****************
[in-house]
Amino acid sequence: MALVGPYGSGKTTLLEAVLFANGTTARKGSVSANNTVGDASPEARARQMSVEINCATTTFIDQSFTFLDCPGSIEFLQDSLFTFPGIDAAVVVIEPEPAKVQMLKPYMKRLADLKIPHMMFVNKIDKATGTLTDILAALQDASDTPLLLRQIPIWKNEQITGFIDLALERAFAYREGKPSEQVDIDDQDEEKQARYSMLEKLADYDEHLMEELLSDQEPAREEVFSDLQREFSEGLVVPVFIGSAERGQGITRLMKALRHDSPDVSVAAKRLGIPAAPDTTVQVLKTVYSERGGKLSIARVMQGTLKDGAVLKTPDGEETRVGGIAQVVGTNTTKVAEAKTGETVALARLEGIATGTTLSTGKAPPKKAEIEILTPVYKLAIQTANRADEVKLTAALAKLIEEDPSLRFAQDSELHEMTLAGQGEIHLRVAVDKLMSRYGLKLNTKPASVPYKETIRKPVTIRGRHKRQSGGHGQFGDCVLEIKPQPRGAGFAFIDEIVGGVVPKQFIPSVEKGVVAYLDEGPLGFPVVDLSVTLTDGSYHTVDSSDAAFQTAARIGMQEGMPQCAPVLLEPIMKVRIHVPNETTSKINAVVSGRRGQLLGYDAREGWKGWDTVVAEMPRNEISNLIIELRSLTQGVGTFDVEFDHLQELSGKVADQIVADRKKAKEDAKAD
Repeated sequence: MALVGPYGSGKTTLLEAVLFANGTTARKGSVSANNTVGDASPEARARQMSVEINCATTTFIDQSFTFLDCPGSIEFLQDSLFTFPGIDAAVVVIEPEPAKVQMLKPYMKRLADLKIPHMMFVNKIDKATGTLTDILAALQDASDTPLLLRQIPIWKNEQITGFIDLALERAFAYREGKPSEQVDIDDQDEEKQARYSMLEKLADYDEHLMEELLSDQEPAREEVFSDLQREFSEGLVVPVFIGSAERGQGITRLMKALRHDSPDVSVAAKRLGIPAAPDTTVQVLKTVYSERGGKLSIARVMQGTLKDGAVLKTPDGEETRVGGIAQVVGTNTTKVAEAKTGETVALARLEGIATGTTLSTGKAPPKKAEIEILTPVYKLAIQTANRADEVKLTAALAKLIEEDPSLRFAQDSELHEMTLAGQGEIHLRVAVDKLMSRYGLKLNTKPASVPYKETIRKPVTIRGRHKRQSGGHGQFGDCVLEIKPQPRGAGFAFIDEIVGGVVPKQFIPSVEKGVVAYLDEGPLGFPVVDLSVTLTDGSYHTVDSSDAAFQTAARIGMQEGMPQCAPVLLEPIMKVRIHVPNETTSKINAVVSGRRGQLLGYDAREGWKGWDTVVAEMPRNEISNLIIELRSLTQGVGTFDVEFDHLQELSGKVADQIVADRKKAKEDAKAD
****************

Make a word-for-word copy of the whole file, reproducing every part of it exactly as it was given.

[in-house]
Amino acid sequence: MALVGPYGSGKTTLLEAVLFANGTTARKGSVSANNTVGDASPEARARQMSVEINCATTTFIDQSFTFLDCPGSIEFLQDSLFTFPGIDAAVVVIEPEPAKVQMLKPYMKRLADLKIPHMMFVNKIDKATGTLTDILAALQDASDTPLLLRQIPIWKNEQITGFIDLALERAFAYREGKPSEQVDIDDQDEEKQARYSMLEKLADYDEHLMEELLSDQEPAREEVFSDLQREFSEGLVVPVFIGSAERGQGITRLMKALRHDSPDVSVAAKRLGIPAAPDTTVQVLKTVYSERGGKLSIARVMQGTLKDGAVLKTPDGEETRVGGIAQVVGTNTTKVAEAKTGETVALARLEGIATGTTLSTGKAPPKKAEIEILTPVYKLAIQTANRADEVKLTAALAKLIEEDPSLRFAQDSELHEMTLAGQGEIHLRVAVDKLMSRYGLKLNTKPASVPYKETIRKPVTIRGRHKRQSGGHGQFGDCVLEIKPQPRGAGFAFIDEIVGGVVPKQFIPSVEKGVVAYLDEGPLGFPVVDLSVTLTDGSYHTVDSSDAAFQTAARIGMQEGMPQCAPVLLEPIMKVRIHVPNETTSKINAVVSGRRGQLLGYDAREGWKGWDTVVAEMPRNEISNLIIELRSLTQGVGTFDVEFDHLQELSGKVADQIVADRKKAKEDAKAD
Repeated sequence: MALVGPYGSGKTTLLEAVLFANGTTARKGSVSANNTVGDASPEARARQMSVEINCATTTFIDQSFTFLDCPGSIEFLQDSLFTFPGIDAAVVVIEPEPAKVQMLKPYMKRLADLKIPHMMFVNKIDKATGTLTDILAALQDASDTPLLLRQIPIWKNEQITGFIDLALERAFAYREGKPSEQVDIDDQDEEKQARYSMLEKLADYDEHLMEELLSDQEPAREEVFSDLQREFSEGLVVPVFIGSAERGQGITRLMKALRHDSPDVSVAAKRLGIPAAPDTTVQVLKTVYSERGGKLSIARVMQGTLKDGAVLKTPDGEETRVGGIAQVVGTNTTKVAEAKTGETVALARLEGIATGTTLSTGKAPPKKAEIEILTPVYKLAIQTANRADEVKLTAALAKLIEEDPSLRFAQDSELHEMTLAGQGEIHLRVAVDKLMSRYGLKLNTKPASVPYKETIRKPVTIRGRHKRQSGGHGQFGDCVLEIKPQPRGAGFAFIDEIVGGVVPKQFIPSVEKGVVAYLDEGPLGFPVVDLSVTLTDGSYHTVDSSDAAFQTAARIGMQEGMPQCAPVLLEPIMKVRIHVPNETTSKINAVVSGRRGQLLGYDAREGWKGWDTVVAEMPRNEISNLIIELRSLTQGVGTFDVEFDHLQELSGKVADQIVADRKKAKEDAKAD